I have never been diagnosed as having Sensory Processing Disorder, but based on my own reading, I’m sure I have it. I have most of the symptoms of adult SPD, as stated in the aforementioned link, and I can recall having many of the symptoms listed for preschool to school-aged children, as well. In particular, I am most affected by my sensitivity to touch and sound.
There is a growing understanding of the term “high needs baby”. I personally find the link between high needs babies, Sensory Processing Disorder, and gifted infants to be obvious. However, the “gifted” part seems to be all too often overlooked by the parents of these children. They focus on the sensory issues and how to get their toddlers into occupational therapy to “fix” them. I have to ask, why? As an adult who has dealt with these symptoms all my life, why should I have been “treated”, forced into “normalcy”? Why can we not accept that these are simply traits, shared by millions of humans, all on the sliding scale of “normal”?
While, yes, some of my symptoms have been more difficult to handle, most of them would have been severely helped purely through acknowledgment (especially on the part of my parents). And yet, other traits I possess are indispensable. My ability to smell has prevented electrical fires. My ability to hear has saved my children from harm. I’m grateful that I didn’t have these senses dulled. And this is why I won’t seek a diagnosis for myself or any of my children (who all four have varying degrees of SPD, I’d guess). I will, however, do my best to understand their senses, and to help them develop their own coping mechanisms when necessary, as I have. But also, I will help them to embrace these differences.
If you are the loved one of someone diagnosed with SPD, or you suspect they could be, let me give you a glimpse of what it’s like to NOT have my seemingly nonsensical comfort zone in place…
Last night, our power was out for the better part of 8 hours. It was hot and muggy. It got dark, and I decided to attempt to sleep. My older kids didn’t want to sleep in their rooms, because they were scared. They opted for the living room, in front of the big window with a streetlight next to it. I told them a few times “you must be silent, there’s no way I can sleep if you talk, and there’s little chance I’ll sleep even if you don’t”. I wasn’t exaggerating. I laid there in bed, a multitude of sensations overwhelming me…
I’m hot, so very hot
My feet are hot, I can’t sleep if my feet are hot
It’s too hot for clothes, but the textures on my bed are so very irritating and distracting without the soft, familiar barrier of my “comfy clothes”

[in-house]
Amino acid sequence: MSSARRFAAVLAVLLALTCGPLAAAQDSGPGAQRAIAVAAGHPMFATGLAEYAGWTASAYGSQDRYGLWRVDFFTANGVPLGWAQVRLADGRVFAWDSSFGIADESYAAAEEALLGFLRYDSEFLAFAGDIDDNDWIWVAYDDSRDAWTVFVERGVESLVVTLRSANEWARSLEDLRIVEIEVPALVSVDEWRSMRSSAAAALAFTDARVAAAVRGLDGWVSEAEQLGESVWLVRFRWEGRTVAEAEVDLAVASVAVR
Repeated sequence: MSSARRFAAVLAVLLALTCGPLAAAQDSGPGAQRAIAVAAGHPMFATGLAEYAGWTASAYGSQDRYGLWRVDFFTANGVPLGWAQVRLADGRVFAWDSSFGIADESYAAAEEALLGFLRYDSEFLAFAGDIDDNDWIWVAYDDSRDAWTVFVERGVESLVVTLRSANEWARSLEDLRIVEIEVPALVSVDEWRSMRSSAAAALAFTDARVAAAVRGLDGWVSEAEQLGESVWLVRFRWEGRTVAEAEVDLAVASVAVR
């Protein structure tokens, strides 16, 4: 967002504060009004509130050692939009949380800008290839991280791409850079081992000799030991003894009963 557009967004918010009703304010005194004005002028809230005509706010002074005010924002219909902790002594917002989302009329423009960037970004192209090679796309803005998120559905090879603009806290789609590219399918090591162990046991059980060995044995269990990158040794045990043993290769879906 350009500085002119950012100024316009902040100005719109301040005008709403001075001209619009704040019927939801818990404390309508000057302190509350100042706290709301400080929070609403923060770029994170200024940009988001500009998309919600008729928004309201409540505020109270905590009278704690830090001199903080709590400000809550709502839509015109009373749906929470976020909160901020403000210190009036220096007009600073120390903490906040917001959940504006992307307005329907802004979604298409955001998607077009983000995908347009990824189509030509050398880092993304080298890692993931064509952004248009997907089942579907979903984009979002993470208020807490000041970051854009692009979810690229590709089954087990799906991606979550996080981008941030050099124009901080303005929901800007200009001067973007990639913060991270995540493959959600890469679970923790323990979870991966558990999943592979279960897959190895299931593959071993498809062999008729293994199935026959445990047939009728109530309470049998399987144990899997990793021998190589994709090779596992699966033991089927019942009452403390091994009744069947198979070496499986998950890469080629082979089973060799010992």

My pillow isn’t even positioned correctly under my head; I can feel the wrinkles! It’s so irritating, it’s painful!
Ok, I’m as comfortable as I can be. Just relax, breathe in and out. Focus on breathing, fall asleep
Crap, that cricket’s chirping was annoying, but now it stopped and my brain can’t focus on it’s rhythm anymore
Now I hear traffic…cars, trucks, motorcycles…I can distinguish each type of vehicle
I can even hear the music drifting out of their windows as they drive by, over a block away
I hear people laughing and talking in their yards, doors shutting, dogs yipping, cats meowing
There’s the cricket again, focus on this blessed insect..
Now, the baby is fussing, he wants to nurse
There’s no way I can fall asleep with him attached to my nipple
I feel every movement, no matter how minute
He squeezes my skin, wiggles his feet
It’s usually a peaceful, blissful moment… but right now, with all this other madness, it’s torture
I don’t want it to be, but it is
Then, the toddler turns over toward me and her feet brush up against my backside
I want to scream!
It’s like sandpaper has just rubbed up against my skin
Or maybe stinging nettle
My instant reaction is to roughly move her feet aside and scratch the offended area, to negate the sensations on my skin
Breathe, breathe, relax, breathe
I put a blanket barrier between her feet and me, to prevent any more unwelcome touching
The baby is finally done nursing, now to focus on that cricket again
Oh, how I wish I had my fan, too drown out all these noises, and cool off my sweaty self…
This is how the next hour or so went, until the power came on again. The next time you have the opportunity to either comfort or get upset with the child in your life with SPD, remember to put yourself in their shoes, first. (Or not…most of us would rather go barefoot!)